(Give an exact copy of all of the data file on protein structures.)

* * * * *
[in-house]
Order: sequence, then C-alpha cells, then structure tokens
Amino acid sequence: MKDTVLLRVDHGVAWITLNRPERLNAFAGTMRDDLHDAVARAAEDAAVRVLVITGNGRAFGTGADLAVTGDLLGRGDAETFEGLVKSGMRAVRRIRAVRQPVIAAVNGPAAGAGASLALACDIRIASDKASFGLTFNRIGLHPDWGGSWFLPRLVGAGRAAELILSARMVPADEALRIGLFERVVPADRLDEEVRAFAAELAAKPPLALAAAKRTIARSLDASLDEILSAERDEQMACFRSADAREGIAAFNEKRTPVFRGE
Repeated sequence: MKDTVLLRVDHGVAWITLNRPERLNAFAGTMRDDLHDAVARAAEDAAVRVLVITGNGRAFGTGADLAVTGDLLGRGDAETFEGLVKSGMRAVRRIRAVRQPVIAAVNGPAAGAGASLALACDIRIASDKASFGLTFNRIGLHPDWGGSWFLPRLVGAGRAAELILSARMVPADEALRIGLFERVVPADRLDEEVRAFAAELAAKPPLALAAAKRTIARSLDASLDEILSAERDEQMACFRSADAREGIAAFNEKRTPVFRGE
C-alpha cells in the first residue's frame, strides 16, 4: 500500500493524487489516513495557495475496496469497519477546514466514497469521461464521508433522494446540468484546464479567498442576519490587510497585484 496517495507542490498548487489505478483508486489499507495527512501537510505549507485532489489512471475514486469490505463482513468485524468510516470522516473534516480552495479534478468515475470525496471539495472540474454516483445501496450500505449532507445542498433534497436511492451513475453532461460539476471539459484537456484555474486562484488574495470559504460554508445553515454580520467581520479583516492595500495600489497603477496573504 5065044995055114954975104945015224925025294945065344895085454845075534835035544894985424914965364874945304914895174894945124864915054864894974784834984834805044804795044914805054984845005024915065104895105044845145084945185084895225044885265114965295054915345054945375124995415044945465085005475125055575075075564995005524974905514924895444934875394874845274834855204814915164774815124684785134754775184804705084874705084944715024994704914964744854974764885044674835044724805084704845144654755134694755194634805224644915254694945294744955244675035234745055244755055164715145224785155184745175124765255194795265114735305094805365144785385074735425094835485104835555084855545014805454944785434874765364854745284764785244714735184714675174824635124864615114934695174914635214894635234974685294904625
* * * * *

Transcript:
[in-house]
Order: sequence, then C-alpha cells, then structure tokens
Amino acid sequence: MKDTVLLRVDHGVAWITLNRPERLNAFAGTMRDDLHDAVARAAEDAAVRVLVITGNGRAFGTGADLAVTGDLLGRGDAETFEGLVKSGMRAVRRIRAVRQPVIAAVNGPAAGAGASLALACDIRIASDKASFGLTFNRIGLHPDWGGSWFLPRLVGAGRAAELILSARMVPADEALRIGLFERVVPADRLDEEVRAFAAELAAKPPLALAAAKRTIARSLDASLDEILSAERDEQMACFRSADAREGIAAFNEKRTPVFRGE
Repeated sequence: MKDTVLLRVDHGVAWITLNRPERLNAFAGTMRDDLHDAVARAAEDAAVRVLVITGNGRAFGTGADLAVTGDLLGRGDAETFEGLVKSGMRAVRRIRAVRQPVIAAVNGPAAGAGASLALACDIRIASDKASFGLTFNRIGLHPDWGGSWFLPRLVGAGRAAELILSARMVPADEALRIGLFERVVPADRLDEEVRAFAAELAAKPPLALAAAKRTIARSLDASLDEILSAERDEQMACFRSADAREGIAAFNEKRTPVFRGE
C-alpha cells in the first residue's frame, strides 16, 4: 500500500493524487489516513495557495475496496469497519477546514466514497469521461464521508433522494446540468484546464479567498442576519490587510497585484 496517495507542490498548487489505478483508486489499507495527512501537510505549507485532489489512471475514486469490505463482513468485524468510516470522516473534516480552495479534478468515475470525496471539495472540474454516483445501496450500505449532507445542498433534497436511492451513475453532461460539476471539459484537456484555474486562484488574495470559504460554508445553515454580520467581520479583516492595500495600489497603477496573504 5065044995055114954975104945015224925025294945065344895085454845075534835035544894985424914965364874945304914895174894945124864915054864894974784834984834805044804795044914805054984845005024915065104895105044845145084945185084895225044885265114965295054915345054945375124995415044945465085005475125055575075075564995005524974905514924895444934875394874845274834855204814915164774815124684785134754775184804705084874705084944715024994704914964744854974764885044674835044724805084704845144654755134694755194634805224644915254694945294744955244675035234745055244755055164715145224785155184745175124765255194795265114735305094805365144785385074735425094835485104835555084855545014805454944785434874765364854745284764785244714735184714675174824635124864615114934695174914635214894635234974685294904625